American vs. British gangster cinema

3 minutes



There’s something about gangster movies that makes them incredibly appealing to a broad cinemagoing audience. Sometimes people watch them to get the adrenaline rush, on other occasions they are more interested in the story.

Top-notch acting is always the recipe for success, but Hollywood and British cinema chose to walk down slightly different paths. Cinemagoers who had the opportunity to see many movies filmed on both sides of the Atlantic will surely notice the differences. The good news is that both genres have their unmistakable charm and stand out from the crowd in their own way. The differences weren’t always this clear, but as television evolved and preferences changed, so did gangster movies. What we have today is an impressive collection of films that portray tough guys in different ways, but always compelling.

Guy Ritchie and British Gangster Films
Compared to other genres, mobster movies were never popular in the United Kingdom. There were only a couple of titles worth recommending, but all that changed when Guy Ritchie came along. Lock, Stock and Two Smoking Barrels broke the ice in 1997 and he chose not to stop there. Some great British gangster films were released over the next ten years including Snatch, Revolver and RocknRolla. Ritchie has the merit of bringing the genre back in the spotlight and inspiring others to pick up the flag.

British movies frequently portray gangsters and big men wearing fancy suits. Behind these elegant appearance lays a violent character and an utterly unpredictable nature. Apparently, the audience is fascinated by these characters and this has deep roots in the British society. Back in the day when cops and gangsters engaged in brutal conflict, regular people were downright terrified. On the other hand, watching this kind of bloody confrontation from the comfort of one’s home is quite appealing.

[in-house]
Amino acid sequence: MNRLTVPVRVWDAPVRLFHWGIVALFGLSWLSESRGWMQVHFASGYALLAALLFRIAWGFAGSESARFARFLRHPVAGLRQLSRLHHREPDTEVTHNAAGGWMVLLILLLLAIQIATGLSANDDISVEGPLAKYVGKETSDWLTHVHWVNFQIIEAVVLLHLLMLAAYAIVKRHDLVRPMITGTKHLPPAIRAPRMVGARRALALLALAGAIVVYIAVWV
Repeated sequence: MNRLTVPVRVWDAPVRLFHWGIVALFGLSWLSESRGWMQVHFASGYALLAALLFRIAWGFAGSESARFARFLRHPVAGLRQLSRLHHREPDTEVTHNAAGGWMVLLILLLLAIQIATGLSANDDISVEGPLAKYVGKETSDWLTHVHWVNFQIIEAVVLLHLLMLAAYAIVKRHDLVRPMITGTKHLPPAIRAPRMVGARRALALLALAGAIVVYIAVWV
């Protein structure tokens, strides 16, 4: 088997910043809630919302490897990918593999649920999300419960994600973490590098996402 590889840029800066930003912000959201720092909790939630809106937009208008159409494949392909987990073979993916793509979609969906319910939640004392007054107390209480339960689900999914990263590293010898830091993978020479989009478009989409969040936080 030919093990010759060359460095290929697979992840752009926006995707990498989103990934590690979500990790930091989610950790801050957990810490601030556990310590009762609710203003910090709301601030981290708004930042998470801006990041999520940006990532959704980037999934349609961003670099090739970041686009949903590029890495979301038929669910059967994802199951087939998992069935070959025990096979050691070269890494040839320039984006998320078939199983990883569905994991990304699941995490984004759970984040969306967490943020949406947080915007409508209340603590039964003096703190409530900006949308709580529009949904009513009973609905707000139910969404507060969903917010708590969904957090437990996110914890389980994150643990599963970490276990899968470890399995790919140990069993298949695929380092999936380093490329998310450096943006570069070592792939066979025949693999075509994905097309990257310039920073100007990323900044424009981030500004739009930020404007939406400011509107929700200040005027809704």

British filmmakers were happy with the trend set by Guy Ritchie because it had multiple advantages. For starters, they didn’t have to invest a lot of money in these fields and they are rather cheap to make. The fact that this also contributes to their charm is a bonus, so this genre is unlikely to go away soon. In fact, the fascination with gangster movies has encouraged companies to produce similar TV ads. Since violence is not tolerated in TV ads, they had to use the proverbial tough guys in a different way.

British gangster actor Geoff Bell is featuring in a UK casino ad that is a shining example of ingenuity. He starred in many Hollywood blockbusters and is well-known on both sides of the Atlantic, which is always a plus. In this particular case, he portrays a moody boss who is unhappy with how business is conducted. He does a brilliant job at highlighting the perks of the casino in a very amusing manner.

More Violence, Less Class in Hollywood Movies
Gangster films produced by the American cinema are usually more exciting and action tends to unfold at a faster pace. Hollywood has a lot of money to invest and this shows, as their films are almost always big productions with huge bankrolls. This wasn’t always the case though and a quick glance at the history of American gangster films will highlight this reality.

The way the bad guys are portrayed also differs and in this niche, it looks like change is the only constant. Sometimes they are loathsome individuals that everyone hates, on other occasions, they are ordinary people put in unusual circumstances. In these cases, the audience has mixed feelings towards them and every now and then they root for the tough guys.

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